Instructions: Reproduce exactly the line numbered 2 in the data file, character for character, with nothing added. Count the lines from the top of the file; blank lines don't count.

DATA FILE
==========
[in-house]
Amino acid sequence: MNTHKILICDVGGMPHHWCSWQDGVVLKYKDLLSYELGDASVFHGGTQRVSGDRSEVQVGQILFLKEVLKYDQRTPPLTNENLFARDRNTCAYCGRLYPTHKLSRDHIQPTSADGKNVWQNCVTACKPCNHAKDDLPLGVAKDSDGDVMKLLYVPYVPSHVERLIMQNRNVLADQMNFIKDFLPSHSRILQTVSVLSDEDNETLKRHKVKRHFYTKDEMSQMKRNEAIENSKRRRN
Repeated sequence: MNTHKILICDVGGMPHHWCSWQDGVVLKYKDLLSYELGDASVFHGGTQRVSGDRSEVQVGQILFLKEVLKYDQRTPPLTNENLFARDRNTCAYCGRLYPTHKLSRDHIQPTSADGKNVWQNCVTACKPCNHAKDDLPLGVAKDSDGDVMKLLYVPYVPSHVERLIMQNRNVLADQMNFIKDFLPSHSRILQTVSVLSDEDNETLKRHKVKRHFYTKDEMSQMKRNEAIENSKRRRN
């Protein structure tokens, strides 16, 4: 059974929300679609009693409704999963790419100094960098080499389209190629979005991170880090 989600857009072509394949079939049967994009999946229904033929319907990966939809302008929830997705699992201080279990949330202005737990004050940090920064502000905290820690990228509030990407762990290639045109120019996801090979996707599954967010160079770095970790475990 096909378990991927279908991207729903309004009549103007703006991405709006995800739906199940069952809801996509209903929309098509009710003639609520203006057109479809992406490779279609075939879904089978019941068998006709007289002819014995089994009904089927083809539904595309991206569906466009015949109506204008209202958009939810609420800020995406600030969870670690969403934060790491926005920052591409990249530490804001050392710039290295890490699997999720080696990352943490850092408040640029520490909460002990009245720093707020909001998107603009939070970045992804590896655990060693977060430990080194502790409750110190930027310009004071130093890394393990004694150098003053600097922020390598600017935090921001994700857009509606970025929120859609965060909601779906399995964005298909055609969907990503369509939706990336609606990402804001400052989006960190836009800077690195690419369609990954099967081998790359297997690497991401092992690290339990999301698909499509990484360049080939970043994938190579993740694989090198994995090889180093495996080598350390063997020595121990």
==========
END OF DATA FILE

Amino acid sequence: MNTHKILICDVGGMPHHWCSWQDGVVLKYKDLLSYELGDASVFHGGTQRVSGDRSEVQVGQILFLKEVLKYDQRTPPLTNENLFARDRNTCAYCGRLYPTHKLSRDHIQPTSADGKNVWQNCVTACKPCNHAKDDLPLGVAKDSDGDVMKLLYVPYVPSHVERLIMQNRNVLADQMNFIKDFLPSHSRILQTVSVLSDEDNETLKRHKVKRHFYTKDEMSQMKRNEAIENSKRRRN